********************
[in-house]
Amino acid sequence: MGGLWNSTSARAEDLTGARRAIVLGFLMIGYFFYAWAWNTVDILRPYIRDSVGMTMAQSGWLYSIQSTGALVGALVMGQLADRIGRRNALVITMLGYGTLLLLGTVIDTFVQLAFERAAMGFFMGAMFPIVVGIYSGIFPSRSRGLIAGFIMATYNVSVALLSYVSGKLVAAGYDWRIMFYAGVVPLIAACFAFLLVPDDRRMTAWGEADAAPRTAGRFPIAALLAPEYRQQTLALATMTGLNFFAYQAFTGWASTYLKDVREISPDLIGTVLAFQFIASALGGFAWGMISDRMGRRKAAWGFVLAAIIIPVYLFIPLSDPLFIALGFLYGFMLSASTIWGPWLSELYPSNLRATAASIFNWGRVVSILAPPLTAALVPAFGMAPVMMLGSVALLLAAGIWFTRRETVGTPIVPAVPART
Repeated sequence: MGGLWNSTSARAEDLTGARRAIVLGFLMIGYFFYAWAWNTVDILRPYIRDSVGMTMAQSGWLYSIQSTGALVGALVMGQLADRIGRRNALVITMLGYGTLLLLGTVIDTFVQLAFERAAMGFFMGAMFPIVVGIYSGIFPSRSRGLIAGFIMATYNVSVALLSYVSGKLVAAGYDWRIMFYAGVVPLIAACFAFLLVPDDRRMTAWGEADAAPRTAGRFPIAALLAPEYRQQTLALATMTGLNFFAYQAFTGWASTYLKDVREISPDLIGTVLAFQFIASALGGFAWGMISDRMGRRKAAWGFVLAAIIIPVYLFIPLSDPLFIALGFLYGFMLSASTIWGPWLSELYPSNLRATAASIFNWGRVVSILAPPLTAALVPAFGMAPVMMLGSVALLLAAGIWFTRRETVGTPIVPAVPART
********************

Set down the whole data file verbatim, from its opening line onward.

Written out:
[in-house]
Amino acid sequence: MGGLWNSTSARAEDLTGARRAIVLGFLMIGYFFYAWAWNTVDILRPYIRDSVGMTMAQSGWLYSIQSTGALVGALVMGQLADRIGRRNALVITMLGYGTLLLLGTVIDTFVQLAFERAAMGFFMGAMFPIVVGIYSGIFPSRSRGLIAGFIMATYNVSVALLSYVSGKLVAAGYDWRIMFYAGVVPLIAACFAFLLVPDDRRMTAWGEADAAPRTAGRFPIAALLAPEYRQQTLALATMTGLNFFAYQAFTGWASTYLKDVREISPDLIGTVLAFQFIASALGGFAWGMISDRMGRRKAAWGFVLAAIIIPVYLFIPLSDPLFIALGFLYGFMLSASTIWGPWLSELYPSNLRATAASIFNWGRVVSILAPPLTAALVPAFGMAPVMMLGSVALLLAAGIWFTRRETVGTPIVPAVPART
Repeated sequence: MGGLWNSTSARAEDLTGARRAIVLGFLMIGYFFYAWAWNTVDILRPYIRDSVGMTMAQSGWLYSIQSTGALVGALVMGQLADRIGRRNALVITMLGYGTLLLLGTVIDTFVQLAFERAAMGFFMGAMFPIVVGIYSGIFPSRSRGLIAGFIMATYNVSVALLSYVSGKLVAAGYDWRIMFYAGVVPLIAACFAFLLVPDDRRMTAWGEADAAPRTAGRFPIAALLAPEYRQQTLALATMTGLNFFAYQAFTGWASTYLKDVREISPDLIGTVLAFQFIASALGGFAWGMISDRMGRRKAAWGFVLAAIIIPVYLFIPLSDPLFIALGFLYGFMLSASTIWGPWLSELYPSNLRATAASIFNWGRVVSILAPPLTAALVPAFGMAPVMMLGSVALLLAAGIWFTRRETVGTPIVPAVPART